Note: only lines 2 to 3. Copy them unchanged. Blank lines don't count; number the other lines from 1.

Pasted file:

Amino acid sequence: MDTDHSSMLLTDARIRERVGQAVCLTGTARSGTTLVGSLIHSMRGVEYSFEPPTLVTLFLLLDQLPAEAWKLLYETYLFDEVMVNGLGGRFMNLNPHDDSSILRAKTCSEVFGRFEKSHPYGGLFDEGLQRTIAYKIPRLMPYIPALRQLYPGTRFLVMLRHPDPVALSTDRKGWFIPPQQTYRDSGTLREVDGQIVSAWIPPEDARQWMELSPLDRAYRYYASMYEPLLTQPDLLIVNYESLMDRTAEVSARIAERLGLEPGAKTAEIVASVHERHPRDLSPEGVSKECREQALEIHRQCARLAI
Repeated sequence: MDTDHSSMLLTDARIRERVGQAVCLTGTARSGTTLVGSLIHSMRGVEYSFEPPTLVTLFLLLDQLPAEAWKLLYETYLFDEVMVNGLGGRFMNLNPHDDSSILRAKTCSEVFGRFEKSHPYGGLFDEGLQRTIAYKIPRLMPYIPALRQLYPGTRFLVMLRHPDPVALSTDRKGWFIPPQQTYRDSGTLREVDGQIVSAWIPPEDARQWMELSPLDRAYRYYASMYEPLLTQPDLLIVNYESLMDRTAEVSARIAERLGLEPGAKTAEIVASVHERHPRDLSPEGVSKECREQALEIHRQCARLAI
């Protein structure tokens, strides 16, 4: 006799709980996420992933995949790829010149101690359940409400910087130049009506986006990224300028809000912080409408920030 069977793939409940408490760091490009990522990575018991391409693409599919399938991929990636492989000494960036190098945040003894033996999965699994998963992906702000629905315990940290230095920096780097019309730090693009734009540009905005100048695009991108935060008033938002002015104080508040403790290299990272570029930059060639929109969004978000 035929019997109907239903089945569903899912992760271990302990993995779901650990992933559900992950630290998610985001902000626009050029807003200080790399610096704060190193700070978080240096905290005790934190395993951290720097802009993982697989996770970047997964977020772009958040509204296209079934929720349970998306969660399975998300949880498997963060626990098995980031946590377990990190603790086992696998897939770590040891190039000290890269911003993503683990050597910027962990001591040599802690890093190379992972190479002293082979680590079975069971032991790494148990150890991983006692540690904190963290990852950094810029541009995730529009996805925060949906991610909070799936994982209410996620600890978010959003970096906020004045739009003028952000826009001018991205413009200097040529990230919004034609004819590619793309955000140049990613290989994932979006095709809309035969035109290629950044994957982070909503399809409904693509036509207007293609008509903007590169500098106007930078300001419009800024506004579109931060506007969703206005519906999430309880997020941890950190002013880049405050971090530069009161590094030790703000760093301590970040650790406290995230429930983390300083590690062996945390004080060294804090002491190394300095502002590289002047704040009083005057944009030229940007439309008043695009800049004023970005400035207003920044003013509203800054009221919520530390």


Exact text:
Repeated sequence: MDTDHSSMLLTDARIRERVGQAVCLTGTARSGTTLVGSLIHSMRGVEYSFEPPTLVTLFLLLDQLPAEAWKLLYETYLFDEVMVNGLGGRFMNLNPHDDSSILRAKTCSEVFGRFEKSHPYGGLFDEGLQRTIAYKIPRLMPYIPALRQLYPGTRFLVMLRHPDPVALSTDRKGWFIPPQQTYRDSGTLREVDGQIVSAWIPPEDARQWMELSPLDRAYRYYASMYEPLLTQPDLLIVNYESLMDRTAEVSARIAERLGLEPGAKTAEIVASVHERHPRDLSPEGVSKECREQALEIHRQCARLAI
């Protein structure tokens, strides 16, 4: 006799709980996420992933995949790829010149101690359940409400910087130049009506986006990224300028809000912080409408920030 069977793939409940408490760091490009990522990575018991391409693409599919399938991929990636492989000494960036190098945040003894033996999965699994998963992906702000629905315990940290230095920096780097019309730090693009734009540009905005100048695009991108935060008033938002002015104080508040403790290299990272570029930059060639929109969004978000 035929019997109907239903089945569903899912992760271990302990993995779901650990992933559900992950630290998610985001902000626009050029807003200080790399610096704060190193700070978080240096905290005790934190395993951290720097802009993982697989996770970047997964977020772009958040509204296209079934929720349970998306969660399975998300949880498997963060626990098995980031946590377990990190603790086992696998897939770590040891190039000290890269911003993503683990050597910027962990001591040599802690890093190379992972190479002293082979680590079975069971032991790494148990150890991983006692540690904190963290990852950094810029541009995730529009996805925060949906991610909070799936994982209410996620600890978010959003970096906020004045739009003028952000826009001018991205413009200097040529990230919004034609004819590619793309955000140049990613290989994932979006095709809309035969035109290629950044994957982070909503399809409904693509036509207007293609008509903007590169500098106007930078300001419009800024506004579109931060506007969703206005519906999430309880997020941890950190002013880049405050971090530069009161590094030790703000760093301590970040650790406290995230429930983390300083590690062996945390004080060294804090002491190394300095502002590289002047704040009083005057944009030229940007439309008043695009800049004023970005400035207003920044003013509203800054009221919520530390």